KANSAS CITY, Mo. (Associated Press) -- What drove Priest Holmes out of the NFL is something most football players try to drive out of their thoughts. They know it's a dangerous, violent endeavor that can leave them unable to walk. Holmes, after making one of the most improbable comebacks in NFL history, decided that as much as he loves the game, it wasn't worth the risk of a paralysis.
So the former Pro Bowl running back retired on Wednesday, thanking the Kansas City Chiefs and the NFL for all they had done.
"I had to look at the situation for what it is," he said, flanked by Kansas City Chiefs president Carl Peterson on one side and his three young sons on the other.
He had been out of the game for 22 months after sustaining head and neck injuries in a game in 2005. Then he called Peterson in June and told him he wanted to try a comeback.
He made it, too, after working so hard he earned the admiration of everyone who was watching. He made two starts in place of injured Larry Johnson the past two weeks. But last Sunday during a game at Indianapolis, he began to feel certain symptoms that doctors had warned him to watch for.
He refused to be specific, but during an often rambling series of answers said paralysis had been a possibility if he kept playing.
"Much of that is, I guess you could say, in the past," he said. "Just to know the symptoms were similar to the ones before. But to be technical, to go into medical terms, I wouldn't feel comfortable."
His teammates seemed unanimous in their respect for the man who holds team career records for yards rushing.
"It's probably the best decision that he could make for himself, for the rest of his life and for his family," said wide receiver Eddie Kennison.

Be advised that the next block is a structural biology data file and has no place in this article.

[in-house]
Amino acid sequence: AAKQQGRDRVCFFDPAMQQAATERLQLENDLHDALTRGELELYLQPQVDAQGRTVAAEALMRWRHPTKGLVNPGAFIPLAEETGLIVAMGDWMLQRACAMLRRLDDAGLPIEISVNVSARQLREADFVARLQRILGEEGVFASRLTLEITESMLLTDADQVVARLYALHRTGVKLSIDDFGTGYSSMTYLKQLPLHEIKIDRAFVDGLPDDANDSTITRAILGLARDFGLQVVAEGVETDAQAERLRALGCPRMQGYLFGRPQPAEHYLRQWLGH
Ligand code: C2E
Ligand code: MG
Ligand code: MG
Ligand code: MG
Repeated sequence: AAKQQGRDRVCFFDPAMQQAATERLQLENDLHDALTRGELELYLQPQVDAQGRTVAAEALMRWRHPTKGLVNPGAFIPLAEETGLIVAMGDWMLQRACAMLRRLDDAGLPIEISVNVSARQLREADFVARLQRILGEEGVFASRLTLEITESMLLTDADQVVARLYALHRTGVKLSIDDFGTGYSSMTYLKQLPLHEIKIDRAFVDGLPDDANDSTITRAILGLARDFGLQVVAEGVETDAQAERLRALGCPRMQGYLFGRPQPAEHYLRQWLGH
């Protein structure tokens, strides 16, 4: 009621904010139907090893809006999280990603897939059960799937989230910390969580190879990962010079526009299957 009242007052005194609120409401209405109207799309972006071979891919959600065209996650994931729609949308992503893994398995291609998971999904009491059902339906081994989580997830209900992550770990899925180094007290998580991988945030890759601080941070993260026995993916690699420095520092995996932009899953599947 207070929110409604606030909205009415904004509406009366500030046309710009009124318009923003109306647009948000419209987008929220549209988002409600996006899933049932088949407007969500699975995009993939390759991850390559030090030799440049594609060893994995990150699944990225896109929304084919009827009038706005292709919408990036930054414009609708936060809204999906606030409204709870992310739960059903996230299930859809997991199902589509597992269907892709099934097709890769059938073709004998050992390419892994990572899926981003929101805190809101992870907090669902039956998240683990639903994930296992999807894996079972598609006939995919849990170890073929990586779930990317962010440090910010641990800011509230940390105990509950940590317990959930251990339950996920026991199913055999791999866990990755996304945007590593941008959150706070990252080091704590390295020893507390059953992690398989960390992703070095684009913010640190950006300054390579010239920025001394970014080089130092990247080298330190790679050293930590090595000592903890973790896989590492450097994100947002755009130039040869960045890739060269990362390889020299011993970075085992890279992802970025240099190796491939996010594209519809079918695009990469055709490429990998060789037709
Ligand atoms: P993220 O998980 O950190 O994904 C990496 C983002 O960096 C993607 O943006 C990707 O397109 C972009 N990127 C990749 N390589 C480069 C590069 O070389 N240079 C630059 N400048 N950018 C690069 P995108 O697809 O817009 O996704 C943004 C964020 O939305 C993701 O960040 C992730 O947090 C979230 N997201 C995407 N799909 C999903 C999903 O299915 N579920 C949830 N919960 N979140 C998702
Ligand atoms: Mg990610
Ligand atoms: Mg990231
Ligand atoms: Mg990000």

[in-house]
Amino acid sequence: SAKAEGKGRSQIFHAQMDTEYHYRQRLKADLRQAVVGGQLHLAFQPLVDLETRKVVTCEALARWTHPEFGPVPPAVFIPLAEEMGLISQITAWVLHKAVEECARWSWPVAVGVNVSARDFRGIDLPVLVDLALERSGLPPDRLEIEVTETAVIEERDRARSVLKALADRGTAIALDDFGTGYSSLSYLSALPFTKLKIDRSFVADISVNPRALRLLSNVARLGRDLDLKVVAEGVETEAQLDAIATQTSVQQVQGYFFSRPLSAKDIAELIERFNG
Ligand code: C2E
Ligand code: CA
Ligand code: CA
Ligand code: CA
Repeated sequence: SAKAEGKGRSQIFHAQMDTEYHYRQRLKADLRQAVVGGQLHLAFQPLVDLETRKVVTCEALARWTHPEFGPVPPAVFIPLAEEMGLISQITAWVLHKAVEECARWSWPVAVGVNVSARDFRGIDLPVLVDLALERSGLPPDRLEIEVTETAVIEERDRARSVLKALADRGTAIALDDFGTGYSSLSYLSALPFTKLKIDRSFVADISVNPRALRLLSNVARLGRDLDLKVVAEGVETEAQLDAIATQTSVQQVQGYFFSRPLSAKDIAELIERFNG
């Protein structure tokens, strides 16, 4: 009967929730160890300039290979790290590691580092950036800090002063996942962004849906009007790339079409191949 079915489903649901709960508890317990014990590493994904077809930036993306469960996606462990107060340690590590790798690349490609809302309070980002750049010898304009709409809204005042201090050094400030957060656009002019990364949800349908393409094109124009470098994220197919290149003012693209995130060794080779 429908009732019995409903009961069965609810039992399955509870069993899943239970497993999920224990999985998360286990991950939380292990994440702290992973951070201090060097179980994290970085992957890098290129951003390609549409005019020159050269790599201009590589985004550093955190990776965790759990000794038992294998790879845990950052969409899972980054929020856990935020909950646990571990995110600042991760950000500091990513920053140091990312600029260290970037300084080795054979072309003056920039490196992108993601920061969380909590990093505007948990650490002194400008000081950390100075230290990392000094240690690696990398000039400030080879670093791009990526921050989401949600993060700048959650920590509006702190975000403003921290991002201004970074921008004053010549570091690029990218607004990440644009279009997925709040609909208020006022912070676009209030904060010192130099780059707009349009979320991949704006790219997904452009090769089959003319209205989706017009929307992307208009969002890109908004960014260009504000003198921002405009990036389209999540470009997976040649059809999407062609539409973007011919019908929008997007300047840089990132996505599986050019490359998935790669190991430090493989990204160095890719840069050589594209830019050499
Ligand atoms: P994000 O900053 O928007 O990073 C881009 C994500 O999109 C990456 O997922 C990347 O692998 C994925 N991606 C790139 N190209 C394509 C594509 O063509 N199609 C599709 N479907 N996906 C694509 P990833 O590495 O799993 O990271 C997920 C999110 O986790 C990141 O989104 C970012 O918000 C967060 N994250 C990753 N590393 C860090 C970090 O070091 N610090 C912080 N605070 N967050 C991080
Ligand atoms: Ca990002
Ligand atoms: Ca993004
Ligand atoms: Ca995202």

"I try not to think about the dangers of the game. I understand what they are. I know they're there. And no man really wants to go out of the game with an injury. But we chose this job to take those risks. That's just part of it."
Tight end Tony Gonzalez had teamed with Holmes a few years ago when they were part of one of the NFL's most explosive offenses.
"I told him my thoughts are with him and what an unbelievable career he's had," Gonzalez said. "But you've got to be smart about this thing. Football is not the end-all, be-all. There's definitely life after football. Priest is a guy who's prepared himself for it."
Although he's down to third-team running back Kolby Smith with Johnson out again this week, Herm Edwards felt like thanking Holmes when the running back told him he was calling it quits.
"I thanked him for what he's done for this football team," Edwards said. "He's done something most players would not even attempt to do. He didn't have to do this. He came back knowing that first of all, he had to make the team. What he went through for three months trying to come back, that set a precedent for a lot of young players, to witness a guy like this who had accomplished everything he had accomplished in his career."
Peterson said Holmes had an agreement with the club that he would alert the Chiefs the moment he felt any danger of recurring injury to the head or neck.
"That was our agreement," he said, "that if that ever happens, to whatever degree, we needed to know about it. And he adhered to that and was great about it."
Holmes is the Chiefs' all-time rushing leader with 6,070 yards. He accumulated 8,172 yards rushing in 11 seasons with Baltimore and Kansas City.
"I have truly been blessed with the opportunity to play in the National Football League," he said. "I will be forever grateful to the Hunt family and the Chiefs organization for the opportunity to come to Kansas City, where the community embraced me from Day 1."
Holmes was the 2002 Offensive Player of the Year after rushing for 1,615 yards in just 14 games in 2002. In one season, he set a then-NFL record with 27 touchdowns. The mark has since been broken twice.
After taking himself out of the game last Sunday against the Colts in the third quarter, Holmes went back in for a few plays.
"As much as we try to do everything we could to prepare me, there's just one thing that seems like we couldn't technically prepare for," Holmes said.
"Now that we've seen that, now that I've had some symptoms, there's nothing really the helmet can do to provide that protection and to allow me to do my job effectively. And we all know this is a business of performance."
Regrets? Not a single one, he said.
"There's nothing I'll look back and say, `Maybe there's something I could have done different.' There's no other shoes I'd like to fill and I'm pretty sure there's no one who would like to fill my shoes."
Copyright 2007 The Associated Press. All rights reserved.